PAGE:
According to one aspect of the disclosure, there is provided a method for monitoring a space. The method may include acquiring thermal sensor data from a thermal sensor having a field of view of a gate to a space, the thermal sensor data including pixel values for a plurality of pixels of a pixel array of the thermal sensor, determining first occupancy within a first region of the field of view of the thermal sensor at least partially based on pixel values of a first cluster of the plurality of pixels of the pixel array, determining second occupancy within a second region of the field of view of the thermal sensor at least partially based on pixel values of a second cluster of the plurality of pixels of the pixel array, determining a change in occupancy of the space at least partially based on the changes to the first occupancy within the first region and the second occupancy within the second region over time, and storing, in memory, a number representative of occupancy of the space.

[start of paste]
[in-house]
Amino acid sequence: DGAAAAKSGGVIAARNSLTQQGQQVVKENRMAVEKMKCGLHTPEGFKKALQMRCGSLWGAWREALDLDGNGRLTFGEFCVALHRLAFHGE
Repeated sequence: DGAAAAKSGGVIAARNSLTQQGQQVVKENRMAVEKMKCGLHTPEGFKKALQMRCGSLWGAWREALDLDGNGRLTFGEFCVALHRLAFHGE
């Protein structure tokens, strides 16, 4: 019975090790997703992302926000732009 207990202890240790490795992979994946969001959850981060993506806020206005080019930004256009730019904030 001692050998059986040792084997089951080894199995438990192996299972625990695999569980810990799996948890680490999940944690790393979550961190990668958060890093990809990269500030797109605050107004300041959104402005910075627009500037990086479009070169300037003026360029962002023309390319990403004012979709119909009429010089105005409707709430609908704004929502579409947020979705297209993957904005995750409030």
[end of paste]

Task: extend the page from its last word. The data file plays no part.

In some embodiments, the method further includes transmitting commands to control environmental conditions of the space based on the number representative of the occupancy of the space. In some embodiments, the environmental conditions include light output within the space and temperature of the space. In some embodiments, the method further includes controlling one or more of access to the space or a security system for the space at least partially based on the number representative of the occupancy of the space. In some embodiments, determining the first occupancy includes one or more of comparing a sum of the pixel values of the first cluster of the plurality of pixels of the pixel array to a threshold, comparing an average of the pixel values of the first cluster of the plurality of pixels of the pixel array to the threshold, or comparing a centroid of the pixel values of the first cluster of the plurality of pixels of the pixel array to the threshold. In some embodiments, determining the second occupancy includes one or more of comparing a sum of the pixel values of the second cluster of the plurality of pixels of the pixel array to a threshold, comparing an average of the pixel values of the second cluster of the plurality of pixels of the pixel array to the threshold, or comparing a centroid of the pixel values of the second cluster of the plurality of pixels of the pixel array to the threshold. In some embodiments, determining a change in occupancy of the space includes applying the pixel values of the first cluster and the pixel values of the second cluster to a predictive model to generate an model output, comparing the model output to a threshold, updating the number representative of occupancy of the space based on the comparison of the model output to a threshold. In some embodiments, the method further includes applying machine learning to train the analytic model to determine when there is a change in occupancy of space at least partially based on the first occupancy within the first region and the second occupancy within the second region.